It is at the southern end of the Two Tunnels Greenway which follows the disused railway trackbed of the Somerset and Dorset Joint Railway from East Twerton through the Bath suburb of Oldfield Park to the Devonshire Tunnel, emerging into Lyncombe Vale before entering the Combe Down Tunnel, and then coming out to cross Tucking Mill Viaduct into Midford.
There is also a small reservoir, which is now a fishery for the disabled.
William Smith's homeEdit
From 1798 until 1810 Tucking Mill was the home of William Smith, an English geologist, credited with creating the first nationwide geological map. He is known as the "Father of English Geology" for collating the geological history of England and Wales into a single record. He worked on the Somerset coalfield and the Somerset Coal Canal. There is a plaque on Tucking Mill Cottage saying that it was Smith's home, which was erected in 1888, on the mill which was demolished in 1927, and the tablet was mislaid. When the plaque was rediscovered in the 1930s the Geological Society of London and the Bath Royal Literary and Scientific Institution placed it on the 18th century cottage,. However, it is now believed that he actually lived in the nearby Tucking Mill House. During his occupation he built a small railway to transport stone from a quarry at Kingham Field, Combe Down to the canal.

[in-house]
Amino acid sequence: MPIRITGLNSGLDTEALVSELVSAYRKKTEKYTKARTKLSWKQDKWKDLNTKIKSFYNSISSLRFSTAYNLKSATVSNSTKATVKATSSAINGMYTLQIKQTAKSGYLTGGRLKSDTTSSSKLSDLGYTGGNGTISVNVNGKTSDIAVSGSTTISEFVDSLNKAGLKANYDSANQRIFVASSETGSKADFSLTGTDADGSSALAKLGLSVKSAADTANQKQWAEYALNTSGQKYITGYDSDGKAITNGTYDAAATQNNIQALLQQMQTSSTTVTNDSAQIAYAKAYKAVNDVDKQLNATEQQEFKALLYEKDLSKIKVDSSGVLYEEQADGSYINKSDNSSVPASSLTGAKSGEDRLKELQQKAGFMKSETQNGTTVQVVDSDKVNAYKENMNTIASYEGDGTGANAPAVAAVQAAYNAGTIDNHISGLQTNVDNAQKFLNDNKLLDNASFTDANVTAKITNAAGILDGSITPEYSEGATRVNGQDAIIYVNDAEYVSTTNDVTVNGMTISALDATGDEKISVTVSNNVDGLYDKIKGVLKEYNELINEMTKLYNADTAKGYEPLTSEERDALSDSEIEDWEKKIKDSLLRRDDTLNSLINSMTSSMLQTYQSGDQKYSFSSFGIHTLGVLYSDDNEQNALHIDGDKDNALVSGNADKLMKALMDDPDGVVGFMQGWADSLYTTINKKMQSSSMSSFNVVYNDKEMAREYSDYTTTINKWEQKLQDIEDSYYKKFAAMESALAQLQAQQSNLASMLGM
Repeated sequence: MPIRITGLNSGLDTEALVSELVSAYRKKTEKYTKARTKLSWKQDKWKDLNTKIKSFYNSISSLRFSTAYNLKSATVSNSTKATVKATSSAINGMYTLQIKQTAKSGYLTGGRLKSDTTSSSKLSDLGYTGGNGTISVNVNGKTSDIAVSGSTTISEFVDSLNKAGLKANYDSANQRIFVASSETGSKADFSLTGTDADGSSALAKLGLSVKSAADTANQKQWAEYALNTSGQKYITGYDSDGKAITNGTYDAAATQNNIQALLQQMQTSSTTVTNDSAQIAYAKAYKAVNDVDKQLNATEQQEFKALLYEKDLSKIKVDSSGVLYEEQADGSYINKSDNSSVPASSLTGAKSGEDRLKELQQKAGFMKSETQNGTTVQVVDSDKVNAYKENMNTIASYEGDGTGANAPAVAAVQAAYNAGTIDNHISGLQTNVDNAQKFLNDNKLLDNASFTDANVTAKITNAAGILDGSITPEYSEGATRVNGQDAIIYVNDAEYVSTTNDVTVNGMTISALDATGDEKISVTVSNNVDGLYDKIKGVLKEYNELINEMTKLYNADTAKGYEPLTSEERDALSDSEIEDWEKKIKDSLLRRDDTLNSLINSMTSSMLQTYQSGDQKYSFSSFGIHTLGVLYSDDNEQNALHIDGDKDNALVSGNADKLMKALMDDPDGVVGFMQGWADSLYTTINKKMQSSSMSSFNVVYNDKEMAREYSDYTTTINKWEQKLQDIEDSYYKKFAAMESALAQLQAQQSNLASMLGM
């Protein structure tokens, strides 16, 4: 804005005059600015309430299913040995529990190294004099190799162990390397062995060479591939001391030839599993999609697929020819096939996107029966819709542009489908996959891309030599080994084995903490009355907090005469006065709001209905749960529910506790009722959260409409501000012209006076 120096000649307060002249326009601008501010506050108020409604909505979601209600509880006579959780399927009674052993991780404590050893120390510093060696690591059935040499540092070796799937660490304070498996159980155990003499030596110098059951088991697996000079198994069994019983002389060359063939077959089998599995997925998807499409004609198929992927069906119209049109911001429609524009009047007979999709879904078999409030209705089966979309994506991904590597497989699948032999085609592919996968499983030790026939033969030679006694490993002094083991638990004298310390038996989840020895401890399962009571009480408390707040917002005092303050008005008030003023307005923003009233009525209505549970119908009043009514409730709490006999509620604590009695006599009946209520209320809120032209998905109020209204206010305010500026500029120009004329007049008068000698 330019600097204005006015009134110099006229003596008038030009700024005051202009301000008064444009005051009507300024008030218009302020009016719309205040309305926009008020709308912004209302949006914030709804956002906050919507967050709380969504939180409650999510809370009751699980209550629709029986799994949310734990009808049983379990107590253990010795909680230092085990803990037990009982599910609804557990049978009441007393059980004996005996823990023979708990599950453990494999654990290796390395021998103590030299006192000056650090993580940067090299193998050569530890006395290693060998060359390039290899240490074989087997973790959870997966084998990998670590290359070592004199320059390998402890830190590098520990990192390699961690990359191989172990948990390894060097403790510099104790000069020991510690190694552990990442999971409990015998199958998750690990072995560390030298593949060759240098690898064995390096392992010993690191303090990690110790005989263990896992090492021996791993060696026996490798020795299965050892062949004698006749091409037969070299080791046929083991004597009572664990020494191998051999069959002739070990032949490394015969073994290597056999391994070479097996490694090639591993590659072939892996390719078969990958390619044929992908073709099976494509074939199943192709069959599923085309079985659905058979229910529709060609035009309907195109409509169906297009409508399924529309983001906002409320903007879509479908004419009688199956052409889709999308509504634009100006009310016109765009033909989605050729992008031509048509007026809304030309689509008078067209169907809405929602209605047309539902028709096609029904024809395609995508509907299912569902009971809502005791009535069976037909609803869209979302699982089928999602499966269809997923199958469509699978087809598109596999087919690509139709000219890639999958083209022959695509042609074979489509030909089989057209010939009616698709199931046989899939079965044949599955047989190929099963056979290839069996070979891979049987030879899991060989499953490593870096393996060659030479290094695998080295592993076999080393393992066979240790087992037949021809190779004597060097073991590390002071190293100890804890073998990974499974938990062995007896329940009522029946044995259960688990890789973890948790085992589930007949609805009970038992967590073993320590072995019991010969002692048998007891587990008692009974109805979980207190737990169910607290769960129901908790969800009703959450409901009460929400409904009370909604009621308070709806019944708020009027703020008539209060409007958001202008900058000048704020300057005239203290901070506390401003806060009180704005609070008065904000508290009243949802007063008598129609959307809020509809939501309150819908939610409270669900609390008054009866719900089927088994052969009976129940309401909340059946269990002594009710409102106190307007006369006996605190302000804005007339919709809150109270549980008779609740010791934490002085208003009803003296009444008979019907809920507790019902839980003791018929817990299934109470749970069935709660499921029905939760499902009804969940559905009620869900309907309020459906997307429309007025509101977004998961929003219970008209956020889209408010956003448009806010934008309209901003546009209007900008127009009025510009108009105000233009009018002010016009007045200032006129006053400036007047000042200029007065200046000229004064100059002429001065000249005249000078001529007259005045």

Fuller's earth factoryEdit
From 1883 until the end of World War II it was the site of a fuller's earth factory. George Dames and his brother Charles Richard Dames set up a mine in Horsecombe Vale. At the bottom of the valley was the pan grinding works where water from Horsecombe Brook was used to make a slurry from which sand settled at the bottom of troughs. The slurry then passed through an earthenware pipe to Tucking Mill, where a second stage of sedimentation took place in large troughs where it settled for up to 30 days. Once the water had been drained by sluices the damp caked earth was carried in wooden trams to kilns where it was dried for three to four days. The product was used in the oil refining and pharmaceutical industries. The original uses in woollen production no longer used fuller's earth. A railway siding at Midford railway station was built specifically to load fuller's earth.
The cottage at Tucking Mill which has a plaque saying that William Smith lived there
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- Macmillen, Neil (2009). A History of the Fuller's Earth Mining Industry Around Bath. Lydney: Lightmoor Press. pp. 33–52. ISBN 978-1-899889-32-7.